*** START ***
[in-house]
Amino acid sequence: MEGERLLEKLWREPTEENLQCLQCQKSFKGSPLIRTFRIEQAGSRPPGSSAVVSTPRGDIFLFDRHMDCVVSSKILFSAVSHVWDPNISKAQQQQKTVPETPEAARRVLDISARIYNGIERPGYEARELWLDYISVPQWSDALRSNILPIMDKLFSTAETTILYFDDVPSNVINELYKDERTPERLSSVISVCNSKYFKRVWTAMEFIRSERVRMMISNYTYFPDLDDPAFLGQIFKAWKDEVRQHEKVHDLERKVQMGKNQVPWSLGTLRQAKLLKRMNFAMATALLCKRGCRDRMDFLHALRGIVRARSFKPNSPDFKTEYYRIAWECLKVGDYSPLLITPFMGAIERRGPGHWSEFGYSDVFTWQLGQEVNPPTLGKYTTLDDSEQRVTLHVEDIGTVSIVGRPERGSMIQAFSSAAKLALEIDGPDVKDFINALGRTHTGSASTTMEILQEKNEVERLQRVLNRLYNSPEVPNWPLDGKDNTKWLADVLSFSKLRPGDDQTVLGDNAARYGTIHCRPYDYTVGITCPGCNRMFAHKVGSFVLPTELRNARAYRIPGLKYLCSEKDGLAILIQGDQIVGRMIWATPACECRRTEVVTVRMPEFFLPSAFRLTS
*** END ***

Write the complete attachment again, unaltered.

[in-house]
Amino acid sequence: MEGERLLEKLWREPTEENLQCLQCQKSFKGSPLIRTFRIEQAGSRPPGSSAVVSTPRGDIFLFDRHMDCVVSSKILFSAVSHVWDPNISKAQQQQKTVPETPEAARRVLDISARIYNGIERPGYEARELWLDYISVPQWSDALRSNILPIMDKLFSTAETTILYFDDVPSNVINELYKDERTPERLSSVISVCNSKYFKRVWTAMEFIRSERVRMMISNYTYFPDLDDPAFLGQIFKAWKDEVRQHEKVHDLERKVQMGKNQVPWSLGTLRQAKLLKRMNFAMATALLCKRGCRDRMDFLHALRGIVRARSFKPNSPDFKTEYYRIAWECLKVGDYSPLLITPFMGAIERRGPGHWSEFGYSDVFTWQLGQEVNPPTLGKYTTLDDSEQRVTLHVEDIGTVSIVGRPERGSMIQAFSSAAKLALEIDGPDVKDFINALGRTHTGSASTTMEILQEKNEVERLQRVLNRLYNSPEVPNWPLDGKDNTKWLADVLSFSKLRPGDDQTVLGDNAARYGTIHCRPYDYTVGITCPGCNRMFAHKVGSFVLPTELRNARAYRIPGLKYLCSEKDGLAILIQGDQIVGRMIWATPACECRRTEVVTVRMPEFFLPSAFRLTS